• Come to Me, all of you who are weary and burdened, and I will give you rest. All of you, take up My yoke and learn from Me, because I am gentle and humble in heart, and you will find rest for yourselves. For My yoke is easy and My burden is light.”

Matthew 11:28-30

So?

I’m not obliged to sit idle on a particular day, but a day has been carved out for me to be free to rest. And the greatest rest of all is to be found in following the one who calls me.

***

You have heard it said:

Honour your father and your mother so that you may have a long life in the land that the Lord your God is giving you.

And?

  • Show family affection to one another with brotherly love. Outdo one another in showing honour.

Romans 10:12

  • Pure and undefiled religion before our God and Father is this: to look after orphans and widows in their distress and to keep oneself unstained by the world.

James 1:27

So?

The family I find myself in, the family of the Church, is one in which I have the joy and the challenge of stepping back from my own self importance, and learning to serve, to honour, to elevate those around me. Especially the vulnerable.

***

You have heard it said:

Do not murder.

And?

  • “You have heard that it was said to our ancestors, ‘Do not murder,and whoever murders will be subject to judgment.’ But I tell you, everyone who is angry with his brother will be subject to judgment.”

Matthew 5:21-22

  • None of you, however, should suffer as a murderer, a thief, an evildoer, or a meddler. But if anyone suffers as a “Christian,” he should not be ashamed but should glorify God in having that name.

1 Peter 4:15

So?

To indulge in the luxury of hatred not only wounds those around us, it wounds us. We carry the name of Christ. And His love is our standard.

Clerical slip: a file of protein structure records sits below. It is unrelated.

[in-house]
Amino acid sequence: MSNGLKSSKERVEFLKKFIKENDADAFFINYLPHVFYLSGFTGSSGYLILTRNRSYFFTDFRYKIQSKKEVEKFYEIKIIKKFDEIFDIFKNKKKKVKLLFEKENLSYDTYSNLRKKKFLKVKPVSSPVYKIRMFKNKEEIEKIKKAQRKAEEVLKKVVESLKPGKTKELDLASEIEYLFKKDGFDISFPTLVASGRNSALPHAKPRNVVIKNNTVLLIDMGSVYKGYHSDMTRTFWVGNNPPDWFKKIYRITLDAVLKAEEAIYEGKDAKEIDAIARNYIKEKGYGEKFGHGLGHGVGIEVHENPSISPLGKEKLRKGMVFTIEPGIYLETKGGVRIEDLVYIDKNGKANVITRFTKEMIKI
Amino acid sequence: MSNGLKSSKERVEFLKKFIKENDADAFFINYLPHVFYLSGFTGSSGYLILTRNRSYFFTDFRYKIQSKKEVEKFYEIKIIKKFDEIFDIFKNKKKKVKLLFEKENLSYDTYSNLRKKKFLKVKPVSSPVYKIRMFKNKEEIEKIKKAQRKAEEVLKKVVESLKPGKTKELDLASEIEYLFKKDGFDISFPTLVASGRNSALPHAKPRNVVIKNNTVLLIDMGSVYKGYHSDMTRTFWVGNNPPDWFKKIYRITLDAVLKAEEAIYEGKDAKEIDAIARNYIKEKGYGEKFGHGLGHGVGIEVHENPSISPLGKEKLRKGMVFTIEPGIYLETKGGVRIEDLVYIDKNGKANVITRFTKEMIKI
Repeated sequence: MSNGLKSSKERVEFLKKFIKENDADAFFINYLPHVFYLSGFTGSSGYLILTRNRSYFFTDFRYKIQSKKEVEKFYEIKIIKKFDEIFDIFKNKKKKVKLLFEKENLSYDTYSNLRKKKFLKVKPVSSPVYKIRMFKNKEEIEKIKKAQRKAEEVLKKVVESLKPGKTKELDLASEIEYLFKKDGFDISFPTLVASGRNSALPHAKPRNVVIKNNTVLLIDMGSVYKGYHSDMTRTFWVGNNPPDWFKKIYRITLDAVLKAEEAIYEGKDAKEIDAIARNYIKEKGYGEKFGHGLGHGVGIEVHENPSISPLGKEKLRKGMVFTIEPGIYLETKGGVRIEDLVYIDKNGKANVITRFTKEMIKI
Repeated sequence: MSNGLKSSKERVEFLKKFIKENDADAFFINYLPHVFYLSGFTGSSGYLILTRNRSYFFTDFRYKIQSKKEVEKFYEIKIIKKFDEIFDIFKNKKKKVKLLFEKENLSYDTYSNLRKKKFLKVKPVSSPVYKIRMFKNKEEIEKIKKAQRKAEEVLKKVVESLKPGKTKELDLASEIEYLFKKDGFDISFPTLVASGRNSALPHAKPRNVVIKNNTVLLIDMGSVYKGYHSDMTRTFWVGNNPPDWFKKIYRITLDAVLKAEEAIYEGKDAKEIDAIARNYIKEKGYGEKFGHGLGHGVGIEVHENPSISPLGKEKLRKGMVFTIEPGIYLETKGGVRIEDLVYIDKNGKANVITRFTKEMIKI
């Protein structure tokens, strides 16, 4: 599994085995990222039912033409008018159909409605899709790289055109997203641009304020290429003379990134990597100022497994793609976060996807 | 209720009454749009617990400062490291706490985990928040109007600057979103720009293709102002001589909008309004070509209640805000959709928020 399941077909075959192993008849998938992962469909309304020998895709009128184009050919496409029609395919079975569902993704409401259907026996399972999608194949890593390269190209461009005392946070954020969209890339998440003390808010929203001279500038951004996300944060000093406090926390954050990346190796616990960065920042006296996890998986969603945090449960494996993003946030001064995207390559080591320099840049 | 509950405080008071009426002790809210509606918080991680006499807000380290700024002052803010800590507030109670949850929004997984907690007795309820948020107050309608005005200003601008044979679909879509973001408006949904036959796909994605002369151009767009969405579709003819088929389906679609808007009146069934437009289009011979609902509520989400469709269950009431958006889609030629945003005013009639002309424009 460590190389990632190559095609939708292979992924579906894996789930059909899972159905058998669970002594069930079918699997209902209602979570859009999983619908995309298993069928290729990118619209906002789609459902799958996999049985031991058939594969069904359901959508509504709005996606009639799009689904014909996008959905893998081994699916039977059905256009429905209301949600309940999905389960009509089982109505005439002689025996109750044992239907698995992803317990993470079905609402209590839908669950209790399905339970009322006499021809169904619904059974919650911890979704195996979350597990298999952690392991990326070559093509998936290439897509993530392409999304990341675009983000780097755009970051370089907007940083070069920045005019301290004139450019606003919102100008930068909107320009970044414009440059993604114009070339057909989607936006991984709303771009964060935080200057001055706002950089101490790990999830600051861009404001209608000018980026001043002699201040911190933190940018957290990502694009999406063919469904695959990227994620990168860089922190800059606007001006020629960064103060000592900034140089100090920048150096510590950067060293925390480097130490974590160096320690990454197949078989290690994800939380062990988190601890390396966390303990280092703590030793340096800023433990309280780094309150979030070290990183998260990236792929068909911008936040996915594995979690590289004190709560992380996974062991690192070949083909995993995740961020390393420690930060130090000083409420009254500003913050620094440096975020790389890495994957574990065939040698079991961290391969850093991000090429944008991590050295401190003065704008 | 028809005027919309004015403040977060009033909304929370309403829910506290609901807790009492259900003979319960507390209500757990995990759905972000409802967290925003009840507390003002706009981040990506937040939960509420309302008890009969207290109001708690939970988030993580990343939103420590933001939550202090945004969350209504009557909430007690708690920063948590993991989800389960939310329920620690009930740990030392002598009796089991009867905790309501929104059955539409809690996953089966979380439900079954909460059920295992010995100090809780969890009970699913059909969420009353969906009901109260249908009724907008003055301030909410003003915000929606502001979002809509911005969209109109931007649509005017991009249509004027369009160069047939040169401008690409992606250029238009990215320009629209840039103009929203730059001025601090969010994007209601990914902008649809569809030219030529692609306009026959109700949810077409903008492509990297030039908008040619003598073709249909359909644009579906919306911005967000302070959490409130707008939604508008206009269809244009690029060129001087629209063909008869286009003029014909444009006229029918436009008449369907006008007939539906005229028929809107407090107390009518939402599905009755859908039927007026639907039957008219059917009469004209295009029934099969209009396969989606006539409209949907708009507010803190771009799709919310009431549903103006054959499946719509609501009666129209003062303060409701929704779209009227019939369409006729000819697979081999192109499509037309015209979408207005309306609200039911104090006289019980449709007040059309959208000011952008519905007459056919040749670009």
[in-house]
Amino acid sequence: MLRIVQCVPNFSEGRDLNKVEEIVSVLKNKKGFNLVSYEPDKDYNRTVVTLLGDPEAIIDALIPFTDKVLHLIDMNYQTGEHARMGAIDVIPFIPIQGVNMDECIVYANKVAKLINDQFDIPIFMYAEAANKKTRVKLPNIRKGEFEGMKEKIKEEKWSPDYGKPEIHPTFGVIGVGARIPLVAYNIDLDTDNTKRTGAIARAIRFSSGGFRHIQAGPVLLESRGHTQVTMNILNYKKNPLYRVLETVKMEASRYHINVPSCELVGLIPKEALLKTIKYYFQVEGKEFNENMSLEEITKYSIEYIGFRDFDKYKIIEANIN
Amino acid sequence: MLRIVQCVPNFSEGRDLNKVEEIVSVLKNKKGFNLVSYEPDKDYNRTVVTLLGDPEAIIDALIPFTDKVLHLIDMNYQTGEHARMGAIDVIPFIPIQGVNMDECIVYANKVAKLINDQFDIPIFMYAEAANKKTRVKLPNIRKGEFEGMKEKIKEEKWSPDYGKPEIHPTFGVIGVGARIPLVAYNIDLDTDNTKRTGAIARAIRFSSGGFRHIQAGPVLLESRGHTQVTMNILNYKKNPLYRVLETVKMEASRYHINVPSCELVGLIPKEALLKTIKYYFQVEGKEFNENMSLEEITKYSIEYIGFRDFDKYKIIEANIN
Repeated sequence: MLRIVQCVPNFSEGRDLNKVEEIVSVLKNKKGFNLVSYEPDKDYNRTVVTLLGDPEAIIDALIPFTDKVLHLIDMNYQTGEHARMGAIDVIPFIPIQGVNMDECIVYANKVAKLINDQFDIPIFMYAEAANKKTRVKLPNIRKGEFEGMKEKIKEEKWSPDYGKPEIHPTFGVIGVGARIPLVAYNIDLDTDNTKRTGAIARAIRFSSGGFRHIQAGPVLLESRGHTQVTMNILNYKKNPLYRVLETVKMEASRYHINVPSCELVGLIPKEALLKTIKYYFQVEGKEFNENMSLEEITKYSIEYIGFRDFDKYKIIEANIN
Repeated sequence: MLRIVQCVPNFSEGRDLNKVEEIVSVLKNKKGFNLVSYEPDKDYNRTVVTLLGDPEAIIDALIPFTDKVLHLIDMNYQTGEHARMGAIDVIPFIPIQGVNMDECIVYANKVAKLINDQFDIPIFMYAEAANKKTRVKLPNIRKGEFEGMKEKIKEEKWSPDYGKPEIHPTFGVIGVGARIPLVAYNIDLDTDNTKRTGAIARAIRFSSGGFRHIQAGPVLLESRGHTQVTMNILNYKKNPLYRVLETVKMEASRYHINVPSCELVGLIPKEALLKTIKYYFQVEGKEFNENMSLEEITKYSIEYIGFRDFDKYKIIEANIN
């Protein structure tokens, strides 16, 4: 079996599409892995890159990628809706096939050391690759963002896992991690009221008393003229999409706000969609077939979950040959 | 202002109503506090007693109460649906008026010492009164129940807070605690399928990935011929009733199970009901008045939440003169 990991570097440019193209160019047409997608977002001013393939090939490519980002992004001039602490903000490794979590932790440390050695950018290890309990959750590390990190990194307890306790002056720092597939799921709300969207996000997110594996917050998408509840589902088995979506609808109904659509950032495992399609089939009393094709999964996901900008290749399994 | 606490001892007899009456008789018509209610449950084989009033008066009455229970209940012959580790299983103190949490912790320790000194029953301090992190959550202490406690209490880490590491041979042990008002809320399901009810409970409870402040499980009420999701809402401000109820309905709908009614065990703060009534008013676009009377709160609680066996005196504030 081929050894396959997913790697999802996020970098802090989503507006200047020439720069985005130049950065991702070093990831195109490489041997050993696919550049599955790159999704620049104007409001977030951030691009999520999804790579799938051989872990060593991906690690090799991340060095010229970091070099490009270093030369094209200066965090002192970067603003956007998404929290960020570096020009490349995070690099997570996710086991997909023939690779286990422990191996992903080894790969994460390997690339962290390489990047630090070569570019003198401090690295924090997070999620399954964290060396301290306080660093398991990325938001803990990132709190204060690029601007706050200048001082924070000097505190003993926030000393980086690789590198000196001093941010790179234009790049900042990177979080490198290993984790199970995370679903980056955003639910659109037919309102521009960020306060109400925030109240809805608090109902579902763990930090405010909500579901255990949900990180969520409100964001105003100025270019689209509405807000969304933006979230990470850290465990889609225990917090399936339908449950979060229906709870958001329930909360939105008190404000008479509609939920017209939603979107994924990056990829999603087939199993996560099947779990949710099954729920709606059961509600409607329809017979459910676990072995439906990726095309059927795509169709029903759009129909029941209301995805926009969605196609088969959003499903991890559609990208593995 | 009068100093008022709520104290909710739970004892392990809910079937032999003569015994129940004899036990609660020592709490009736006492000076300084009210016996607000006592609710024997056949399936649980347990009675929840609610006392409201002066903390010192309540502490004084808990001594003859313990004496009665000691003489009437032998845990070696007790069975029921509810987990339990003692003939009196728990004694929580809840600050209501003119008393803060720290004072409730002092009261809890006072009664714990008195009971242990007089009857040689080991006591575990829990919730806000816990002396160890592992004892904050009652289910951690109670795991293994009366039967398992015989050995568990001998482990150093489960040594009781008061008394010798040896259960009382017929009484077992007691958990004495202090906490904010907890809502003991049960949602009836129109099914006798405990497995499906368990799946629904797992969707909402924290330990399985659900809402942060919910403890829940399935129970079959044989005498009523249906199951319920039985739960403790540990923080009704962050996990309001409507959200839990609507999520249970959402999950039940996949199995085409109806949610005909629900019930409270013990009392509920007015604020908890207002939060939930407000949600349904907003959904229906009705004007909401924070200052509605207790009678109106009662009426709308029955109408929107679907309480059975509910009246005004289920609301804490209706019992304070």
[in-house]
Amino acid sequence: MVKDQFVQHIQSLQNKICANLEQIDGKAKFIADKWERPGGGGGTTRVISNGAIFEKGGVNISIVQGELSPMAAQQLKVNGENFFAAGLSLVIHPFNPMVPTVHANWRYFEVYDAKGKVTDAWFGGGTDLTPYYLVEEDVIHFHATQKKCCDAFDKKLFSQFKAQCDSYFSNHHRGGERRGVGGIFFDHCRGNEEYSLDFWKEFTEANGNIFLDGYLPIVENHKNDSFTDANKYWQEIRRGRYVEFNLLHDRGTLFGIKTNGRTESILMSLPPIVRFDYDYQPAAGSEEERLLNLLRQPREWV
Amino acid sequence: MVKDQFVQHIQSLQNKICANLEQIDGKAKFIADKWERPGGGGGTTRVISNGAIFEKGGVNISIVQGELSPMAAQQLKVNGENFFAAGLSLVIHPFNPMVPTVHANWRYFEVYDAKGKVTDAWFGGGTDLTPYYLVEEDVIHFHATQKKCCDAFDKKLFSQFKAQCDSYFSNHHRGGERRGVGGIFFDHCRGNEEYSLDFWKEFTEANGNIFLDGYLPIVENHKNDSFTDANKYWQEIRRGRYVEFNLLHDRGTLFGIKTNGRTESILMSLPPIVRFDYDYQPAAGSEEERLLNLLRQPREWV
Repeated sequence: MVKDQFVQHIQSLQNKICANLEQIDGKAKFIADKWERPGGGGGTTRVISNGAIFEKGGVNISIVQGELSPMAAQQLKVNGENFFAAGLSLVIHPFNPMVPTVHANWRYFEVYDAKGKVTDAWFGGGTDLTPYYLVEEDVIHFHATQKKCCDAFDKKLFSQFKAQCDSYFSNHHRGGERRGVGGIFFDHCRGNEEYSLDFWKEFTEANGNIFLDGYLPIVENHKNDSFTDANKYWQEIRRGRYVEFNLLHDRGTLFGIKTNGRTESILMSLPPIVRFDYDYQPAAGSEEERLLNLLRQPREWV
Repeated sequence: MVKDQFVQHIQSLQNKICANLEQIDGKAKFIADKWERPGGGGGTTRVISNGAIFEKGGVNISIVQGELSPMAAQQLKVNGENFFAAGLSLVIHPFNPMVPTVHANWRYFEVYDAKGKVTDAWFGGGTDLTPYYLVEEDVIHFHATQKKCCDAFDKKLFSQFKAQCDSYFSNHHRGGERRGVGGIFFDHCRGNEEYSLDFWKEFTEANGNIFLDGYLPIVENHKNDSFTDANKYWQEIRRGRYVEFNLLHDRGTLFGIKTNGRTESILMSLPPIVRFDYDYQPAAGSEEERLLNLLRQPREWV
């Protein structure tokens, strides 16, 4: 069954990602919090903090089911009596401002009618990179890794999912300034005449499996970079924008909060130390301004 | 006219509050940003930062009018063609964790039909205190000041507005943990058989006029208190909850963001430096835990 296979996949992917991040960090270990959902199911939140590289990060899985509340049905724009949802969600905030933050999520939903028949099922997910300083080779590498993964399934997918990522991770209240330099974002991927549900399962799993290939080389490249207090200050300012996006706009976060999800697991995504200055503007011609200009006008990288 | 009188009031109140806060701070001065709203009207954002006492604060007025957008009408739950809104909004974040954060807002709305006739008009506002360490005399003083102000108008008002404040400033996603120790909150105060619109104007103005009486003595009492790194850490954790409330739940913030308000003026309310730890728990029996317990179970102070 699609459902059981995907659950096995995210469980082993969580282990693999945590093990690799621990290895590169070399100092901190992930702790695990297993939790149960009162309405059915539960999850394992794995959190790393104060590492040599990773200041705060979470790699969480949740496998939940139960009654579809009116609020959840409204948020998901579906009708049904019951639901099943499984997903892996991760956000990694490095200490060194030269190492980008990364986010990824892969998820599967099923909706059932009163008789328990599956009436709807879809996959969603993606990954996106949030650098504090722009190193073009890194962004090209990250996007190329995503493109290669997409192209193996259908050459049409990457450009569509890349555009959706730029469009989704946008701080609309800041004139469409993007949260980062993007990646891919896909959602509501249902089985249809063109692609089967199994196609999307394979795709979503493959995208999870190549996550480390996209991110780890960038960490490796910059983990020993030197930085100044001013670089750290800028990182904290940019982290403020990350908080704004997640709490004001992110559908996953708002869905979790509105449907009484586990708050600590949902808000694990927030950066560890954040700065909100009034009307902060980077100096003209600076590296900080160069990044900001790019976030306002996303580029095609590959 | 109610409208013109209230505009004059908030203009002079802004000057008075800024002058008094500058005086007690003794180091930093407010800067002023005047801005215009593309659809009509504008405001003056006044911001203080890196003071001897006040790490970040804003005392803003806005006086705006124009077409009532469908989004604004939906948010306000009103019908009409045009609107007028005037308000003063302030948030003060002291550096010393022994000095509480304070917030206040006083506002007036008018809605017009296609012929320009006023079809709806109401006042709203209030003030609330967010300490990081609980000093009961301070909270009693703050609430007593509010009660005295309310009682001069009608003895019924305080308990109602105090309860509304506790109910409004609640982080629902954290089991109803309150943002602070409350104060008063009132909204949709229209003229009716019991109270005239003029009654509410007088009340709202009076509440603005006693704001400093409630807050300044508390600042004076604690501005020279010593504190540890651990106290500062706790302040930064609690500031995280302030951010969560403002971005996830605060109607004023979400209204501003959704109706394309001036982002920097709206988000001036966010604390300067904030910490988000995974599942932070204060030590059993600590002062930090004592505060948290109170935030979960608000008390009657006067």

***

You have heard it said:

Do not commit adultery.

And?

  •  “But from the beginning of creation God made them male and female. For this reason a man will leave his father and mother and be joined to his wife, and the two will become one flesh. So they are no longer two, but one flesh. Therefore what God has joined together, man must not separate.”

Mark 10:6-9

  •  “You have heard that it was said, ‘Do not commit adultery.’ But I tell you, everyone who looks at a woman to lust for her has already committed adultery with her in his heart.

Matthew 5:27-28

So?

Adultery is a broken covenant. A tearing of flesh. A death of the heart. I have no right to kill a living promise.

***

You have heard it said:

Do not steal.

And?

  • The thief must no longer steal. Instead, he must do honest work with his own hands, so that he has something to share with anyone in need.

Ephesians 4:28

  • But Zacchaeus stood there and said to the Lord, “Look, I’ll give half of my possessions to the poor, Lord! And if I have extorted anything from anyone, I’ll pay back four times as much!”

Luke 19:8

So?

Honest work is an opportunity to share my time, my ability and my earnings. A chance to err on the side of relationship and generosity.

***

You have heard it said:

Do not give false testimony against your neighbour.

And?